Etymological method of analyzing meaning
Etymology is the study of the origins of words we use today. Studying the derivation of a language by looking
up words, especially root words is useful to discover how and to what extent meanings change over time.
Take this example from a writer in the Guardian newspaper:
"the word address 'arrived with the Normans' (1066) and 'already contains within it the possibilities of direction, readiness, attitude, diction, discourse, inscription and attire'. By 1712 it had become the name and place to which a letter might be directed, but only by 1880 had it come to mean a physical location, irrespective of the person."
Here we see that the word has changed its meaning over time.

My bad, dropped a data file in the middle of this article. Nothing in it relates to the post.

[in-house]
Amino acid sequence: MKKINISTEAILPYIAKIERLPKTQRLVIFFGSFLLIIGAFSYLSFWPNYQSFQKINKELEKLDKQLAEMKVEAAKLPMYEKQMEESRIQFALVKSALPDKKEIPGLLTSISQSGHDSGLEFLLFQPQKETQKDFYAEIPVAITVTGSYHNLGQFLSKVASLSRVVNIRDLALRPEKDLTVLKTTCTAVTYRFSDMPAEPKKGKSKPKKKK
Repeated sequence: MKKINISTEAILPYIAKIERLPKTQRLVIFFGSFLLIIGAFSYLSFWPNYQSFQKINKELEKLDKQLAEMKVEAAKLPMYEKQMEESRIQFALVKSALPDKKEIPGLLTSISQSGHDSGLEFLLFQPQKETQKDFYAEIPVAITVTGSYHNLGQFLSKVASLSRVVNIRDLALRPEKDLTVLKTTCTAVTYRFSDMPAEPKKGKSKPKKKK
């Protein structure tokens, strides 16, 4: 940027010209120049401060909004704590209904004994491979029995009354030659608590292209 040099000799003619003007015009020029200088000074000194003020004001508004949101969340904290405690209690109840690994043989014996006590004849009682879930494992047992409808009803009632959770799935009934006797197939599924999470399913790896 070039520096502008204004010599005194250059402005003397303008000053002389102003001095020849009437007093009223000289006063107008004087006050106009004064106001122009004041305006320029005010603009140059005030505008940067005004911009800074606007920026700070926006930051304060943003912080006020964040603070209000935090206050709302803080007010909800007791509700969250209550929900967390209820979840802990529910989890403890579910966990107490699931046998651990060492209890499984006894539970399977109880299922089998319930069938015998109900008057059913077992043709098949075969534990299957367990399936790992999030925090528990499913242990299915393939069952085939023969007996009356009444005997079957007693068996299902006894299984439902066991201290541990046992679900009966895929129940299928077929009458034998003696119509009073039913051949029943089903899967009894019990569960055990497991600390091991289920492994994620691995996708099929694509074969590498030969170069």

The study of the derivations of words, both
a. meaning is fluid as the word is used.
b. change in meaning
i.e. – that is to say.
a. Meaning [see for example, ecology]
or ecological community, a functional unit.
a variant spelling -- group of interacting organisms.
It was coined in c. 1883, from two Greek root words
|having a maturation cycle
any organic and inorganic components that form a community of living beings, or an ecological
system, or a biological community --particularly when forming a self-regulating
unit over a defined, connected or integrated space.
A related word is
"acting in concert —used of the impact of a complex environment on living organisms."
b. Change in
meaning over time.
Which is older -- the words: science or technology?
What does each one mean?
One can organize a paper etymologically by showing how a set of related words, have altered their meaning over time and use these shifts in emphasis to contribute to your analysis of a concept or body of knowledge.
What is culture?
means? | places are? | Antonyms
An etymological dictionary on - line.
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